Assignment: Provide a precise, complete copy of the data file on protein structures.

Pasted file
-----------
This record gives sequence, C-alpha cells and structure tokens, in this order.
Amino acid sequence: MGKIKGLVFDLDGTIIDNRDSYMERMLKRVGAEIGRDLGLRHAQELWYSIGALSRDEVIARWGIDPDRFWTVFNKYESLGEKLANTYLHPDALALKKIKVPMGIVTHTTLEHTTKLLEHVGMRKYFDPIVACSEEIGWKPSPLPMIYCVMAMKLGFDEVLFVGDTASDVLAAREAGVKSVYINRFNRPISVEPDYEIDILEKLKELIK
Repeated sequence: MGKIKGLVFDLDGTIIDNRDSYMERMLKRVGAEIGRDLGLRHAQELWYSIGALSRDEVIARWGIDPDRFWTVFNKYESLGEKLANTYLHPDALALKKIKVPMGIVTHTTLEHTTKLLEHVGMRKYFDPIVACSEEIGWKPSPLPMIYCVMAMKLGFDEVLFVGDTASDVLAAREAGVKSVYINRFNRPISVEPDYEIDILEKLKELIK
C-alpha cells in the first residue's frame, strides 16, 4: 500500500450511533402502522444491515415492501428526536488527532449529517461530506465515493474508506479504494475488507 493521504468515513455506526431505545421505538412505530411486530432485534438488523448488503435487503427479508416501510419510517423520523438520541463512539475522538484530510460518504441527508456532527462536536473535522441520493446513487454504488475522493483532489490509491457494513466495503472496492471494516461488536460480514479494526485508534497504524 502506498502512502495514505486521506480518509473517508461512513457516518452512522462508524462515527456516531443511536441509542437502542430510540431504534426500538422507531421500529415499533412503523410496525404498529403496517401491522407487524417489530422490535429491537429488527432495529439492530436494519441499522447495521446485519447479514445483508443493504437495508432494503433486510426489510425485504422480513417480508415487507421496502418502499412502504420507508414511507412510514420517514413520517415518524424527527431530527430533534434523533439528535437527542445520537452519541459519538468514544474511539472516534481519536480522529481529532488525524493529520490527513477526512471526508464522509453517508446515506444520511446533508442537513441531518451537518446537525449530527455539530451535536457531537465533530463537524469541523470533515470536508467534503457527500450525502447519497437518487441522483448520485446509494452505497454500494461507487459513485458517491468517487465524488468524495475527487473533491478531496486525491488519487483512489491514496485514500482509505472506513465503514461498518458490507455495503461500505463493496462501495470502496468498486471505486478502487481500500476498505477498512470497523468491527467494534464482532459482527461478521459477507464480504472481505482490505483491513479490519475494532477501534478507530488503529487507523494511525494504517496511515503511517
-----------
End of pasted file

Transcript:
This record gives sequence, C-alpha cells and structure tokens, in this order.
Amino acid sequence: MGKIKGLVFDLDGTIIDNRDSYMERMLKRVGAEIGRDLGLRHAQELWYSIGALSRDEVIARWGIDPDRFWTVFNKYESLGEKLANTYLHPDALALKKIKVPMGIVTHTTLEHTTKLLEHVGMRKYFDPIVACSEEIGWKPSPLPMIYCVMAMKLGFDEVLFVGDTASDVLAAREAGVKSVYINRFNRPISVEPDYEIDILEKLKELIK
Repeated sequence: MGKIKGLVFDLDGTIIDNRDSYMERMLKRVGAEIGRDLGLRHAQELWYSIGALSRDEVIARWGIDPDRFWTVFNKYESLGEKLANTYLHPDALALKKIKVPMGIVTHTTLEHTTKLLEHVGMRKYFDPIVACSEEIGWKPSPLPMIYCVMAMKLGFDEVLFVGDTASDVLAAREAGVKSVYINRFNRPISVEPDYEIDILEKLKELIK
C-alpha cells in the first residue's frame, strides 16, 4: 500500500450511533402502522444491515415492501428526536488527532449529517461530506465515493474508506479504494475488507 493521504468515513455506526431505545421505538412505530411486530432485534438488523448488503435487503427479508416501510419510517423520523438520541463512539475522538484530510460518504441527508456532527462536536473535522441520493446513487454504488475522493483532489490509491457494513466495503472496492471494516461488536460480514479494526485508534497504524 502506498502512502495514505486521506480518509473517508461512513457516518452512522462508524462515527456516531443511536441509542437502542430510540431504534426500538422507531421500529415499533412503523410496525404498529403496517401491522407487524417489530422490535429491537429488527432495529439492530436494519441499522447495521446485519447479514445483508443493504437495508432494503433486510426489510425485504422480513417480508415487507421496502418502499412502504420507508414511507412510514420517514413520517415518524424527527431530527430533534434523533439528535437527542445520537452519541459519538468514544474511539472516534481519536480522529481529532488525524493529520490527513477526512471526508464522509453517508446515506444520511446533508442537513441531518451537518446537525449530527455539530451535536457531537465533530463537524469541523470533515470536508467534503457527500450525502447519497437518487441522483448520485446509494452505497454500494461507487459513485458517491468517487465524488468524495475527487473533491478531496486525491488519487483512489491514496485514500482509505472506513465503514461498518458490507455495503461500505463493496462501495470502496468498486471505486478502487481500500476498505477498512470497523468491527467494534464482532459482527461478521459477507464480504472481505482490505483491513479490519475494532477501534478507530488503529487507523494511525494504517496511515503511517